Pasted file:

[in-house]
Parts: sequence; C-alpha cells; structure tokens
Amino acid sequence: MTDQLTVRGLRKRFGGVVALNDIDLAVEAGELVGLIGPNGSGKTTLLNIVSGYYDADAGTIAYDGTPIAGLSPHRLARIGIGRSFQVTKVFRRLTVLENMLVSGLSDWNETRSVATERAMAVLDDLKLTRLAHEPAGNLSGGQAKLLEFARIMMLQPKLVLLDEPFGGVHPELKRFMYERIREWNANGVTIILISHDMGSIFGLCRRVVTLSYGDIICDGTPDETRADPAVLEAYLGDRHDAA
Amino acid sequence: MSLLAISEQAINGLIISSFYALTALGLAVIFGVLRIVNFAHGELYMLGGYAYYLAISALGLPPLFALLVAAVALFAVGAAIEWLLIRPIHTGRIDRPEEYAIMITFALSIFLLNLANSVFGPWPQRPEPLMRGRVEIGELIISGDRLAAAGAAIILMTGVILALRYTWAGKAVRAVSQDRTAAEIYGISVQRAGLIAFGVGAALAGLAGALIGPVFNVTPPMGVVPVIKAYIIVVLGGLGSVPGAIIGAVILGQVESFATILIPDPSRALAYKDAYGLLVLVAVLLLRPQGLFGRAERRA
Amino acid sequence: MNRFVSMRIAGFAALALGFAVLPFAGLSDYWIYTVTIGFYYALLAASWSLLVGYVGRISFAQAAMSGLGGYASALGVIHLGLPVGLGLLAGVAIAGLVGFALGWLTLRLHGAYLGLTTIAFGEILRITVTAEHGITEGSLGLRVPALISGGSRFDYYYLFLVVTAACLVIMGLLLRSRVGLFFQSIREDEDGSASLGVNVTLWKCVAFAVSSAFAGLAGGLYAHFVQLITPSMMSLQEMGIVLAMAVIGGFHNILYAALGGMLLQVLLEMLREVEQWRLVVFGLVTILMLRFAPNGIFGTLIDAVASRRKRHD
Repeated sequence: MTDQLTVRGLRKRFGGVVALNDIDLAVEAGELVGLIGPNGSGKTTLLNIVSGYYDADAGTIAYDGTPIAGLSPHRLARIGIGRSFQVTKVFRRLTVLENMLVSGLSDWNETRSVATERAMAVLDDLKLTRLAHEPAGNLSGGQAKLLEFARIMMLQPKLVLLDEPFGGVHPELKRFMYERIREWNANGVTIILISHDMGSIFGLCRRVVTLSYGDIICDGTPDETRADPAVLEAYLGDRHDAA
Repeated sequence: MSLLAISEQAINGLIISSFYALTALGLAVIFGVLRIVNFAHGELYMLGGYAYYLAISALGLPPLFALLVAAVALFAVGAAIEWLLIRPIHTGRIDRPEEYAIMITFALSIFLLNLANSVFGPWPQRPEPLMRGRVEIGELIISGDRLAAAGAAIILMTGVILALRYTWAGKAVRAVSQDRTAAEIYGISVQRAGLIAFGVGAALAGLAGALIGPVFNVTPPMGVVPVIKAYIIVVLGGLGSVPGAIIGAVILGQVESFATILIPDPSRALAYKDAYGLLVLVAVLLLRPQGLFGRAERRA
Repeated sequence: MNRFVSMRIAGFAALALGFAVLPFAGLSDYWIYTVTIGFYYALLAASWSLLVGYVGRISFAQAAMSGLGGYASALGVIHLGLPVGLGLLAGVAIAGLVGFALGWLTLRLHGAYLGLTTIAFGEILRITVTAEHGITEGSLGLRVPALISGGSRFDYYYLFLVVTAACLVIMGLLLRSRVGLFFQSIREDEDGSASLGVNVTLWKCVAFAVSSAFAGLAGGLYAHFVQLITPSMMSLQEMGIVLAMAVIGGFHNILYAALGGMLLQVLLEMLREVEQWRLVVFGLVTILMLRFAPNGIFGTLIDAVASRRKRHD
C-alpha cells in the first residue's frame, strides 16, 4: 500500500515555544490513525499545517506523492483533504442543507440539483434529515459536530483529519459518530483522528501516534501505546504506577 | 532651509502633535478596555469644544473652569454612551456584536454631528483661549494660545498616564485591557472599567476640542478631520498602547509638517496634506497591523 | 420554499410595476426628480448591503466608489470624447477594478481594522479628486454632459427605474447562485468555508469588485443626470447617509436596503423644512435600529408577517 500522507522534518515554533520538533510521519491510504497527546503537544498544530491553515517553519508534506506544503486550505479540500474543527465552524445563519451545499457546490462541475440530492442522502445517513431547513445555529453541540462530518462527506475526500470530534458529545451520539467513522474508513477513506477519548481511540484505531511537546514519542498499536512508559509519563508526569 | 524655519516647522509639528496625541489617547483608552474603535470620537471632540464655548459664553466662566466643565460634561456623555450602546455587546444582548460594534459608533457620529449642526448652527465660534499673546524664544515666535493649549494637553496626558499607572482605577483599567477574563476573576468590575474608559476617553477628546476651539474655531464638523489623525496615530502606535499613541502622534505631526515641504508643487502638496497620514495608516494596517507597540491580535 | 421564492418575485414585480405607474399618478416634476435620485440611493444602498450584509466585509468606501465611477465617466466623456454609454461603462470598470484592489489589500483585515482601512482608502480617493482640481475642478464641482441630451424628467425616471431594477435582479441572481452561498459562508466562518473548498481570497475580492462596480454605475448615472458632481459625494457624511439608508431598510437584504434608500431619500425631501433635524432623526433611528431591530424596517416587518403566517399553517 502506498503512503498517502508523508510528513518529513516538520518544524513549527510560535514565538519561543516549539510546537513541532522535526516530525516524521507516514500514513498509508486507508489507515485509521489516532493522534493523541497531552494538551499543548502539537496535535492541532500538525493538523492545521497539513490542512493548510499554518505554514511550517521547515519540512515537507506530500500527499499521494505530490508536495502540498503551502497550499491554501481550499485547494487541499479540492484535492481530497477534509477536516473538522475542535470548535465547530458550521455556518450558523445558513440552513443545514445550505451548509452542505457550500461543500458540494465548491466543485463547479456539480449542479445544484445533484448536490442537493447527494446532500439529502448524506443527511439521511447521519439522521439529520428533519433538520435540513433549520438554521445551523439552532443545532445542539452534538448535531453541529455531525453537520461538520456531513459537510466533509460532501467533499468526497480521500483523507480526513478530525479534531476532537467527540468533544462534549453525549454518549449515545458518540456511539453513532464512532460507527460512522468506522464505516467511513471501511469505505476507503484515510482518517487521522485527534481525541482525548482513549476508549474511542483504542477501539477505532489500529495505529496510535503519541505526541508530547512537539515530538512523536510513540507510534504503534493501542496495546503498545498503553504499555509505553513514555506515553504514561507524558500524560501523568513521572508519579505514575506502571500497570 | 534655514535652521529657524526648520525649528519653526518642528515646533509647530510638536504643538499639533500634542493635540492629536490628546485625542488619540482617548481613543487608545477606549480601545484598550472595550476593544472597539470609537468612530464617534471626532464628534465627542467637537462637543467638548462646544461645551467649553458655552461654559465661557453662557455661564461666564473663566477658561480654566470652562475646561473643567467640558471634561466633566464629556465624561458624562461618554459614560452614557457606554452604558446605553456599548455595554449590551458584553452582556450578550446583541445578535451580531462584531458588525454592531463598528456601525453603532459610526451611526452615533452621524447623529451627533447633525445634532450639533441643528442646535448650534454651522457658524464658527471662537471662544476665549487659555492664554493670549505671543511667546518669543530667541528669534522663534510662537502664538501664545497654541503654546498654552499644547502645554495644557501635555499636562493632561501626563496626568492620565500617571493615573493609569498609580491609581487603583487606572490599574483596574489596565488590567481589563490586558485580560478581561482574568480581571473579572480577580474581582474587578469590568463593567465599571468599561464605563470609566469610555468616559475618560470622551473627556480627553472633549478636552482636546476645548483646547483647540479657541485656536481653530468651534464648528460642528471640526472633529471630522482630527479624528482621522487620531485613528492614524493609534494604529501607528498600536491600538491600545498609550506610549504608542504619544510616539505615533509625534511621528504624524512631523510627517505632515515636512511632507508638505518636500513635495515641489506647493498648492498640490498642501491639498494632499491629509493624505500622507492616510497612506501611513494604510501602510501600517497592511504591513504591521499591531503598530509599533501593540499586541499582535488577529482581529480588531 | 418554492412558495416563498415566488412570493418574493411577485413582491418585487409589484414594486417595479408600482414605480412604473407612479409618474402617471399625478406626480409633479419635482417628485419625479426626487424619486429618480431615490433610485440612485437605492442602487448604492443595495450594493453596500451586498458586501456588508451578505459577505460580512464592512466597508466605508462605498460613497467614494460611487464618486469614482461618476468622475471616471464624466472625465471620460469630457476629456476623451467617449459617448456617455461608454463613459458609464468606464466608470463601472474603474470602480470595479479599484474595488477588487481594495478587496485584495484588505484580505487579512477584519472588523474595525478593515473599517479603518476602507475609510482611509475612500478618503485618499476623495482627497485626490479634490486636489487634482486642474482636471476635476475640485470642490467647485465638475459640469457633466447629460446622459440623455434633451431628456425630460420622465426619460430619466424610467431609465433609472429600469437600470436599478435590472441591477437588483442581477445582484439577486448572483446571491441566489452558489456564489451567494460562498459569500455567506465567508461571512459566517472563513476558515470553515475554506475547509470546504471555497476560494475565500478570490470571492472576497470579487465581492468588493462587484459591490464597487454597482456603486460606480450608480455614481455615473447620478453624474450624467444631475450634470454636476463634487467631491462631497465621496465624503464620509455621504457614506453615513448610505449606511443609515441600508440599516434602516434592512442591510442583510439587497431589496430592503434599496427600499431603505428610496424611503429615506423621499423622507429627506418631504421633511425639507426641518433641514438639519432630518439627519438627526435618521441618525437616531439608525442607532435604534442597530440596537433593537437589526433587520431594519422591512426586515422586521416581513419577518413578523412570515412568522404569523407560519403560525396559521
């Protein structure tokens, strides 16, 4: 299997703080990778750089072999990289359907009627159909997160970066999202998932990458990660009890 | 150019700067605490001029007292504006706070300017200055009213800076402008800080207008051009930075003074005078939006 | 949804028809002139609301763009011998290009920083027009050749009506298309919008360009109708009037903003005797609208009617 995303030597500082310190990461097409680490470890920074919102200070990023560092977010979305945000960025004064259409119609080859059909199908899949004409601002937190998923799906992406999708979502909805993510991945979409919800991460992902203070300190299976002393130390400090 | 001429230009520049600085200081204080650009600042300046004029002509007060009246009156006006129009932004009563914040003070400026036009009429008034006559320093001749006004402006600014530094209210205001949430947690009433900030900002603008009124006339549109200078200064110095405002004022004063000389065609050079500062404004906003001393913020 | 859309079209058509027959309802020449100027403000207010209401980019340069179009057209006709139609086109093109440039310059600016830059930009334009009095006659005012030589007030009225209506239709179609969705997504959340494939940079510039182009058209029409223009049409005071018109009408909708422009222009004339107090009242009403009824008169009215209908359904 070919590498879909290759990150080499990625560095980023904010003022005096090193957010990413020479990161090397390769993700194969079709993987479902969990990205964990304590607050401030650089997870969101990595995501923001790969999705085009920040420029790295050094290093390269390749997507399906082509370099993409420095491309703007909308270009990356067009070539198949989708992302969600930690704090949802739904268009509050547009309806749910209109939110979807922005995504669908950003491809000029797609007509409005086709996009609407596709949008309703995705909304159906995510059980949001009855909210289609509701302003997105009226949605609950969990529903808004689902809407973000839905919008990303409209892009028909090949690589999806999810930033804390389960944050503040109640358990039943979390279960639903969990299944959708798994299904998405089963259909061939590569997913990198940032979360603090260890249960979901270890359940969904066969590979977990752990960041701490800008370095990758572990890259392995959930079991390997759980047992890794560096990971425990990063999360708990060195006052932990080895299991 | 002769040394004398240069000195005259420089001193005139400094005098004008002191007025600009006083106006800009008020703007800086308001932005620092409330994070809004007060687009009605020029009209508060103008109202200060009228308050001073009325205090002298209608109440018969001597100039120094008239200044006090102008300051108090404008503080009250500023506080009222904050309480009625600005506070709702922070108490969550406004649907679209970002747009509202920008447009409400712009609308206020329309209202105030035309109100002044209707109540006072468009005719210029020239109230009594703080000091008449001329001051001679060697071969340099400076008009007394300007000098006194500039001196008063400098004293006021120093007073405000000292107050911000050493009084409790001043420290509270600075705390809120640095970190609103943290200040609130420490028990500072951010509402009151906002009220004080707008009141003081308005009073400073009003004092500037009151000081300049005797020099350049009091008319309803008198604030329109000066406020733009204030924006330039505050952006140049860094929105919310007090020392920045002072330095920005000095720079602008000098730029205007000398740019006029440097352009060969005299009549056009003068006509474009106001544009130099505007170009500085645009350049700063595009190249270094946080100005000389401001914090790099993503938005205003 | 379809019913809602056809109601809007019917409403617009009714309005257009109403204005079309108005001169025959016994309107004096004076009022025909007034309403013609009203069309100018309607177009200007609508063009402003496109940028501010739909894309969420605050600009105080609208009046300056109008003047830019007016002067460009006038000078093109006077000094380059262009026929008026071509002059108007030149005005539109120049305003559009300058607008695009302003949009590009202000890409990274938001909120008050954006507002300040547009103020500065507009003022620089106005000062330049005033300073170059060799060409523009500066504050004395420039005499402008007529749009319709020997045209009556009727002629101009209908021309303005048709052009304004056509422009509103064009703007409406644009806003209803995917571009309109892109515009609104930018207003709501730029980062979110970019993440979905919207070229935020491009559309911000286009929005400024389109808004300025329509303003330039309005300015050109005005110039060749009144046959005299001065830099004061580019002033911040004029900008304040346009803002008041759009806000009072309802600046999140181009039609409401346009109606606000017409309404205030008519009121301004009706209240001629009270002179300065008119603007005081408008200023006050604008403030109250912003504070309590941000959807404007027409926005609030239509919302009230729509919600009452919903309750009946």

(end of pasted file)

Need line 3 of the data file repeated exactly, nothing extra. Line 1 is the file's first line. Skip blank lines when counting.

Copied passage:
Amino acid sequence: MTDQLTVRGLRKRFGGVVALNDIDLAVEAGELVGLIGPNGSGKTTLLNIVSGYYDADAGTIAYDGTPIAGLSPHRLARIGIGRSFQVTKVFRRLTVLENMLVSGLSDWNETRSVATERAMAVLDDLKLTRLAHEPAGNLSGGQAKLLEFARIMMLQPKLVLLDEPFGGVHPELKRFMYERIREWNANGVTIILISHDMGSIFGLCRRVVTLSYGDIICDGTPDETRADPAVLEAYLGDRHDAA